Wintle also argues that she was not the culpable party in the altercation and, therefore, her actions were not the proximate cause of plaintiff's injuries. In this regard, Wintle alleges that Bommarito was the aggressor and she never hit or struck back. In addition, Wintle submitted a notarized statement from a nonparty witness who confirmed that Bommarito attacked Wintle. For her part in the incident, Wintle was only suspended for two days -- which she claims was punishment for her having yelled out an expletive at Bommarito after the fight -- while Bommarito was suspended for 12 weeks, evidencing Bommarito's culpability. Based upon this evidence, Wintle made a prima facie showing of entitlement to judgment as a matter of law on the issue of proximate cause (see Grandeau v South Colonie Cent. School Dist., 63 AD3d 1484, 1485-1486 ; see also Flederbach v Lennett, 65 AD3d 1011, 1012 ).
With the burden shifted to plaintiffs to demonstrate a triable issue of fact, they again rely upon plaintiff's deposition testimony regarding her observations of the altercation. Despite Wintle's claim that she was on the ground while Bommarito swung at her, it is undisputed that Wintle -- being approximately 5 feet 7 inches tall -- is significantly taller than Bommarito, who is approximately 5 feet tall. We reject Wintle's contention that plaintiff's use of the word "impression" in describing her observation of the taller student striking the shorter one renders her testimony too speculative to be considered. Although plaintiff's ability to recall details about the incident was limited, when we view the evidence in a light most favorable to plaintiffs as the nonmoving parties and accept plaintiff's factual allegations as true (see Lopez-Viola v Duell, 100 AD3d 1239, 1242 ), we are satisfied that plaintiff's testimony was sufficiently certain to establish that Wintle struck Bommarito (compare Hawley v Binghamton Mets Baseball Club, 262 AD2d 729, 731 ). Considering these factual discrepancies and the resulting credibility issues, Supreme Court properly concluded that questions of fact exist regarding proximate cause, which also precluded summary judgment.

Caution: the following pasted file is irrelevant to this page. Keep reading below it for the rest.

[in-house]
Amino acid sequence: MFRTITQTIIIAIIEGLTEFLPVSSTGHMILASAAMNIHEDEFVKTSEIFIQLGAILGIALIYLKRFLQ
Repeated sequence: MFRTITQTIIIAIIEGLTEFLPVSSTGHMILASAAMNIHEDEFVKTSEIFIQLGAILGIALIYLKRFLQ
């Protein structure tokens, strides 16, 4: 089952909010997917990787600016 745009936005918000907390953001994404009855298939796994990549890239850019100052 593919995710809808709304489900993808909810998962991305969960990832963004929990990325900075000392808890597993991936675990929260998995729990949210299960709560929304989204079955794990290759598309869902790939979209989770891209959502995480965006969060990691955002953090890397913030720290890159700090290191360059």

To the extent not specifically addressed herein, Wintle's remaining claim has been reviewed and found to be unavailing.
Peters, P.J., Rose and Egan Jr., JJ., concur.
ORDERED that the order is affirmed, ...